• I interacted with a very different demographic of ethnic Chinese people than I’m used to interacting with.
    • Most of the people that I met had not studied science or engineering. This is perhaps consistent with the first bullet point.
    • Most attendees, even considering only middle-aged and older people, didn’t have a PhD. Most of the ones who did have a PhD actually lived in the US and were visiting Shanghai for business.
    • I’ve seen people joke that America is run by lawyers and financiers, while China is run by engineers. That may have been the case in the recent past, but going by what I saw at the alumni event, this is not likely to continue into the future. Assuming that China’s future leaders will be drawn from young people like the ones I met at the alumni event and mixer, China’s elite will look quite similar to America’s in 20 years’ time.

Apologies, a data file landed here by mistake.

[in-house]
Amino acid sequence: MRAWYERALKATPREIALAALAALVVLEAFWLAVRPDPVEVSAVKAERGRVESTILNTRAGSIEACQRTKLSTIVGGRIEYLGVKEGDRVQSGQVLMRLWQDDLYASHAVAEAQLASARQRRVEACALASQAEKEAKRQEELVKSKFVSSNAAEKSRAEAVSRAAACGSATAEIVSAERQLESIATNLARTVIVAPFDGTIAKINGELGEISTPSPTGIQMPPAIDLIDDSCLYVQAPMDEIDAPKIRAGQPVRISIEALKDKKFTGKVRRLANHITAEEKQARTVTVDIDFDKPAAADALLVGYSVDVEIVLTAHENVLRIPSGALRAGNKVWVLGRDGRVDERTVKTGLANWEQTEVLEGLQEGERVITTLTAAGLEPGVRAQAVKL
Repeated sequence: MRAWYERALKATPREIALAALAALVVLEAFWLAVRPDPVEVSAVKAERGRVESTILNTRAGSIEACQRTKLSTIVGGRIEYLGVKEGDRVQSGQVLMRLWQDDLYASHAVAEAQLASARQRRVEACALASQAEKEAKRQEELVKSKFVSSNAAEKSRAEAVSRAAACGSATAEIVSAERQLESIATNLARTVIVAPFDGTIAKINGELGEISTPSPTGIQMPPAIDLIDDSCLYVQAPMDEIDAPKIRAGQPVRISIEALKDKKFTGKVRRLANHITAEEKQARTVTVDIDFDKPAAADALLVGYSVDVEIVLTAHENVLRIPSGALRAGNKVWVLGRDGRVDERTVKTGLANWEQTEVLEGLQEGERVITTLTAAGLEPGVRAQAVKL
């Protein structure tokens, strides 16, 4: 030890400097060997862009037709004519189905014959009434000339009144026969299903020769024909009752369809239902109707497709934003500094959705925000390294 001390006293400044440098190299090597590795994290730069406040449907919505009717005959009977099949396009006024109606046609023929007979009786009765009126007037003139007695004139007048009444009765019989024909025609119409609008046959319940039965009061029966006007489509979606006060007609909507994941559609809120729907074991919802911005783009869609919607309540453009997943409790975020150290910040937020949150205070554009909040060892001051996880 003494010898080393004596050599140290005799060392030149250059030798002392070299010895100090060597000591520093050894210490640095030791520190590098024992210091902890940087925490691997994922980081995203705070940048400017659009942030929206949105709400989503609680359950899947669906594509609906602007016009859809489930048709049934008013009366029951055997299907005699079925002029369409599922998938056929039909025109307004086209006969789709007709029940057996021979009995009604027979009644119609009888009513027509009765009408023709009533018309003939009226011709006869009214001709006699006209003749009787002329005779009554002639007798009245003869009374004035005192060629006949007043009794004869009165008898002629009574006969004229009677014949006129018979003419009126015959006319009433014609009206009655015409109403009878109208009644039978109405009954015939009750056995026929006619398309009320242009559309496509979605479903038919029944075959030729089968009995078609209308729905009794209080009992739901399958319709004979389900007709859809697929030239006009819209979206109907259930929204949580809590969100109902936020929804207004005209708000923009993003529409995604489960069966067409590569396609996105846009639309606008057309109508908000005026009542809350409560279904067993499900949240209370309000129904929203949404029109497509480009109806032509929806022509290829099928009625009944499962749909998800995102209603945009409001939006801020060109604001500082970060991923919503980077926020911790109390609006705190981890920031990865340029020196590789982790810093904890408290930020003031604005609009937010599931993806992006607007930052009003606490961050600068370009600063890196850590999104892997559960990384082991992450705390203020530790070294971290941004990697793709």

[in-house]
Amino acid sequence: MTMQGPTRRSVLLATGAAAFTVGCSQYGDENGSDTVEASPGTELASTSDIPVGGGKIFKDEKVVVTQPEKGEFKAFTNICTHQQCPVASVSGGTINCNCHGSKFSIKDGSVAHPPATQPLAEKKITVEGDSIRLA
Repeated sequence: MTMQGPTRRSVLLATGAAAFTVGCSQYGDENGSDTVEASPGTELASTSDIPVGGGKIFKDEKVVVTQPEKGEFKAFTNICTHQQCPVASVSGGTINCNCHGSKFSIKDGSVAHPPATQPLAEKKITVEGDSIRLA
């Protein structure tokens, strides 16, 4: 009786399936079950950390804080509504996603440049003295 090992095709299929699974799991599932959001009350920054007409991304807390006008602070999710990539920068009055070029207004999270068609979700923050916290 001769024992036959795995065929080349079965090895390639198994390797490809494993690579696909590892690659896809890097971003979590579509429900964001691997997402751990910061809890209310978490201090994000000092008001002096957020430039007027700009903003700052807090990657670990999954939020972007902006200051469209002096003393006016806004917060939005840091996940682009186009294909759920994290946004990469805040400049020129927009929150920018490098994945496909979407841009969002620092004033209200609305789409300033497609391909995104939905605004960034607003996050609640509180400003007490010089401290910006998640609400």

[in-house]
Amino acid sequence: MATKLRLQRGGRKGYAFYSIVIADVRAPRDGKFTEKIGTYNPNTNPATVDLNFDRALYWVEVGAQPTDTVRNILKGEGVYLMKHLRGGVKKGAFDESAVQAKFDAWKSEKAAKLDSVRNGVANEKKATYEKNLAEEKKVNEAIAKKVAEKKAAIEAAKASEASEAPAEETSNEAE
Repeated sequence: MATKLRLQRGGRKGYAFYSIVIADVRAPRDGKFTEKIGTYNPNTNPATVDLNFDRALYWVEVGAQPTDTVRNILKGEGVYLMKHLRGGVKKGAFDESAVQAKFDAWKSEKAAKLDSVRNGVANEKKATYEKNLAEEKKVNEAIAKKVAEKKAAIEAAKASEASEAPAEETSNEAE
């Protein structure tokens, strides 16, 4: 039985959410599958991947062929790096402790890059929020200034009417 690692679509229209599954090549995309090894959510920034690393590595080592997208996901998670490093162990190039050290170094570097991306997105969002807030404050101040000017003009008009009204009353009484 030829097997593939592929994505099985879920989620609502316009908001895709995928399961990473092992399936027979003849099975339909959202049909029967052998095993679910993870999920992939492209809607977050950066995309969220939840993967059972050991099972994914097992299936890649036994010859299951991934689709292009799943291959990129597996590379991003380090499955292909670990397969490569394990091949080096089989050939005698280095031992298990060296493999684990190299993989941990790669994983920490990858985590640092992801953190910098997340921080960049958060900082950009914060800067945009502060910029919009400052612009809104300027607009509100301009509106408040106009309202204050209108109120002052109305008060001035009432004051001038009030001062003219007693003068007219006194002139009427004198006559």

• My years-long campaign to improve my schmoozing abilities appears to have had some effect, but I still need more practice to be able to really work a room.
  • I had a very interesting conversation with a Freudian (!) psychotherapist. She said that psychotherapy is growing in popularity in China, which is consistent with an Evan Osnos article that I read some time ago. She said that Rogerian/Postmodern/Humanist approaches were most popular, but was a little dismissive of them, saying that these approaches were popular mostly because of low cost (she described them as cookie-cutter and very easy/cheap to do), not because of effectiveness. She also said that cognitive-behavioral therapy (in her view, moderately effective and moderately costly) was second in popularity after R/P/H, and that Freudian therapy (in her view, the most effective but most resource-intensive of the three main psychotherapeutic approaches) was gaining traction among patients who could afford it.



I also visited the Bund, which is a waterfront district that was built under foreign influence and has history going back to the pre-republican period. The Bund is a major Shanghai tourist attraction, and in this way it is perhaps analogous to San Francisco’s Pier 39 or New York’s Battery Park. Among other things, it provides nice views of the city skyline:

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Taken in total, the visit was worthwhile. Because two days wasn’t enough time to explore, I’ll probably go again at some point.